What potent blood hath modest May – so said Ralph Waldo Emerson in his extended poetic evocation of spring, May-Day. And had he the foresight to predict the Internet, he’d no doubt have agreed that the fiery force of the month renews not just the earth but also environmental blogs. So, if you’ve spent the month distracted by the wealth of forms, sidetracked by the flush of hues or even transported by joy in rosy waves outpoured, what did you miss on Isonomia?
The best gem of Isonomia’s cabinet, according to our readers, came courtesy of Wale Bakare, whose article on the waste management problems besetting Nigeria attracted readers from many African nations and was our most read piece of the month. Touring a number of the giant of Africa’s states, Wale highlighted the particular problems facing the capital and other densely populated areas, while seeing some prospect of a surer hope, provided that public opinion can be engaged, trained waste managers recruited and investment made in improved collections.
Placed second was a contribution from Erica Rose, the self-dubbed Crap Fairy. In his poem, Emerson enjoins the birds: your perfect virtues bring,/Your song, your forms, your rhythmic flight,/Your manners for the heart’s delight,/Nestle in hedge… Sadly, the main things nestling in the hedges adjoining the A170 in North Yorkshire appear to be pieces of litter, which Erica strives to tidy up. Her article provided insights into her own motivation and the magical thinking that appears to affect litterers.
We were delighted to welcome Ad Lansink back to the blog, to turn his thoughts to another one of the rungs of his ladder, the precursor of today’s waste hierarchy. His focus was again towards the top, in the form of an analysis of the economic and policy obstacles that hinder the expansion of re-use. Another familiar face was Peter Jones, who bravely delved into UKIP’s election manifesto to see what sense could be made of the party’s waste policies.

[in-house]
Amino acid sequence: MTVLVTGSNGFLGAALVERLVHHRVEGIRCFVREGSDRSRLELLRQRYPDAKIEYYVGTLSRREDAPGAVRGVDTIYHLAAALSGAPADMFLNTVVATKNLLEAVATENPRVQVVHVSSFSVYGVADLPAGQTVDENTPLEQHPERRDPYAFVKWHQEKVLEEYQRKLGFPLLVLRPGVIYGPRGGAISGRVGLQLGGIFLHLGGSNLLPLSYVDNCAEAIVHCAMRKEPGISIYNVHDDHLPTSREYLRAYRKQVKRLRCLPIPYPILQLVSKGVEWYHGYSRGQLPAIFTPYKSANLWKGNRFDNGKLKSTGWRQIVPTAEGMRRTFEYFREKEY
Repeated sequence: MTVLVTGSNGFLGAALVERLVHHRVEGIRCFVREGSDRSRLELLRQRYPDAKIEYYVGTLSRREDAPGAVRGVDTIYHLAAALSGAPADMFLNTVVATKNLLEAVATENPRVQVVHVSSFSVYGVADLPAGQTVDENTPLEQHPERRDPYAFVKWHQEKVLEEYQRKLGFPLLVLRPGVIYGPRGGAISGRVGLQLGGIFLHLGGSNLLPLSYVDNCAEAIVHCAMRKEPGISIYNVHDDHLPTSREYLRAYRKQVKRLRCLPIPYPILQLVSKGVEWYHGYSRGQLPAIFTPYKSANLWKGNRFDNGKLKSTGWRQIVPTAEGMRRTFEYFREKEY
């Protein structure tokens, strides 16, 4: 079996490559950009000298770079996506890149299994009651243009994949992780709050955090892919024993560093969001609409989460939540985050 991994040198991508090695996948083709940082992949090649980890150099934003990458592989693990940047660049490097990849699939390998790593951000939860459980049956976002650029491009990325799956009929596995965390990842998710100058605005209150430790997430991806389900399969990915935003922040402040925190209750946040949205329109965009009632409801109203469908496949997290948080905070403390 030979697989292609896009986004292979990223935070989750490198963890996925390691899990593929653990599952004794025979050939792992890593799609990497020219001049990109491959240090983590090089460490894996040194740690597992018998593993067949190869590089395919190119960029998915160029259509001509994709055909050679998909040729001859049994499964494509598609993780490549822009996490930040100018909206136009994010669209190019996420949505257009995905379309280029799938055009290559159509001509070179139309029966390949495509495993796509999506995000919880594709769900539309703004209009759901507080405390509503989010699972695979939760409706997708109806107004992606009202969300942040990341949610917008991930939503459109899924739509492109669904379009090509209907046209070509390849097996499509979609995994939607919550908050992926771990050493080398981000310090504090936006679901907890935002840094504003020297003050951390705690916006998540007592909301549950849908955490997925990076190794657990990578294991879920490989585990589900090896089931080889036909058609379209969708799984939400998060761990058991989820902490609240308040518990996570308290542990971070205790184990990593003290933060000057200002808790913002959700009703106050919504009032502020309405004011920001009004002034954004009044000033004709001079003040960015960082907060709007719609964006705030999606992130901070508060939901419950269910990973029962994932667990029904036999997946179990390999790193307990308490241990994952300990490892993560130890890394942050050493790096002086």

As the month drew to a close and gave way to the summer dells, by genius haunted we were pleased to be able to bring you two further articles again aspiring to that standard. First Dominic Hogg shared with readers the somewhat gloomy assessment of the UK’s prospects of meeting its Waste Framework Directive recycling targets. The piece was based on evidence he submitted to the Environment, Farming and Rural Affairs Committee in advance of its inquiry into the effects of Defra’s decision to pull back from elements of its role in waste. And last of all, we were joined by another new author with concerns about litter – law lecturer Tom Appleby. Startled by the number of old cotton bud sticks he and a group of UWE students found washed up on Sand Bay, North Somerset, Tom has written to Johnson & Johnson to remind them of the law of public nuisance – and the possibility that selling products that are prone to end up as beach litter might be a breach of it.
Thanks to all those who commented on our articles; it’s something we and our authors really appreciate. Offering a platform for a variety of opinions and generating debate is what we’re all about, so if anything you’ve read here has made you want to get on your soap box or spoil your ballot paper, please do let us know through our comments section or even with an article of your own. We try to provide an informed but accessible viewpoint on a wide range of environment issues, so whether it’s recycling targets or reusing sofas that is on your mind, please do get in touch.
It’s easy to shift from visitor to commentator to author, and we’re always glad to hear from you. Whether you’re from Lagos or Leeds, Maidstone or Boulder, with your help we will create a space where thoughts on topics from across the environment sector can be expressed and explored, enabling communication and cross fertilisation of ideas.
Of course we continue to each month Lifting Better up to Best;/Planting seeds of knowledge pure and June will be no different. We have will be bringing you a new piece from Thomas Vergunst, author of our most read article, about how WEEE can be brought within the circular economy, and Peter Jones will be sharing some thoughts on how waste is managed at the World Cup. A lot more remains in the pipeline, so do keep coming back.
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